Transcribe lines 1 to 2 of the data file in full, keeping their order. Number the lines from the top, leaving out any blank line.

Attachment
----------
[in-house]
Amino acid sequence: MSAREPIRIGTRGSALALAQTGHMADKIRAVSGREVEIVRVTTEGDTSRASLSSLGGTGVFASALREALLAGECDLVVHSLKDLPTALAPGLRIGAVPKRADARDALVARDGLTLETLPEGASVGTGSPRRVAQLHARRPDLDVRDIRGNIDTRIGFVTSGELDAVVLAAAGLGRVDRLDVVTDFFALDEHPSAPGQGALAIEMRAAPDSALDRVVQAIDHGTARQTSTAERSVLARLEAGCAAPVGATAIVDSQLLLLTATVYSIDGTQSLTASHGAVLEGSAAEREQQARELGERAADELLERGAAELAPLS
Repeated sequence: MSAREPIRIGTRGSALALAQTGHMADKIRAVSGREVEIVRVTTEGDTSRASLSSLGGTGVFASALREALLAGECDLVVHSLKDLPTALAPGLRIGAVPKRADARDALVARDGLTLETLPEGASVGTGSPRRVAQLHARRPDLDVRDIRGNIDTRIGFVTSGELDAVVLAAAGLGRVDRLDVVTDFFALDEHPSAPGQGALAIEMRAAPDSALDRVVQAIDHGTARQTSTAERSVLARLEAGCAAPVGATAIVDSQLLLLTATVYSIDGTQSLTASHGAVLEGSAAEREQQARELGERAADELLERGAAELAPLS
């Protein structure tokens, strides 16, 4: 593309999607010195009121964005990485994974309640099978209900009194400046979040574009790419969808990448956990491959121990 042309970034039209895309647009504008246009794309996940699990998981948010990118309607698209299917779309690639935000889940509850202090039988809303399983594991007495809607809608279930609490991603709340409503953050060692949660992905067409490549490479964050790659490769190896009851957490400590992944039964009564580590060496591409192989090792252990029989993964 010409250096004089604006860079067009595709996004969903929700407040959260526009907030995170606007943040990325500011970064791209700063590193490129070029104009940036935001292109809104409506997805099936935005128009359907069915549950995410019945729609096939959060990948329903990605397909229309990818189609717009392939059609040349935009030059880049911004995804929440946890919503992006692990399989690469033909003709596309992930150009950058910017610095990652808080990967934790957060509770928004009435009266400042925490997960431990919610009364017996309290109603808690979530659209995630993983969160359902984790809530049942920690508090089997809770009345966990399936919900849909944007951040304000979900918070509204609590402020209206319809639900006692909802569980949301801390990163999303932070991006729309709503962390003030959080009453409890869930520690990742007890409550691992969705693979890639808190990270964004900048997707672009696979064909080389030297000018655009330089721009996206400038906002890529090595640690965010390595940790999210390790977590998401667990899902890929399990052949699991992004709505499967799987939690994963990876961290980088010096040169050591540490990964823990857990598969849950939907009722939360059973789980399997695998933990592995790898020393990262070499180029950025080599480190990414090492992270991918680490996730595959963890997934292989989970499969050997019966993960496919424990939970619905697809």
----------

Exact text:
[in-house]
Amino acid sequence: MSAREPIRIGTRGSALALAQTGHMADKIRAVSGREVEIVRVTTEGDTSRASLSSLGGTGVFASALREALLAGECDLVVHSLKDLPTALAPGLRIGAVPKRADARDALVARDGLTLETLPEGASVGTGSPRRVAQLHARRPDLDVRDIRGNIDTRIGFVTSGELDAVVLAAAGLGRVDRLDVVTDFFALDEHPSAPGQGALAIEMRAAPDSALDRVVQAIDHGTARQTSTAERSVLARLEAGCAAPVGATAIVDSQLLLLTATVYSIDGTQSLTASHGAVLEGSAAEREQQARELGERAADELLERGAAELAPLS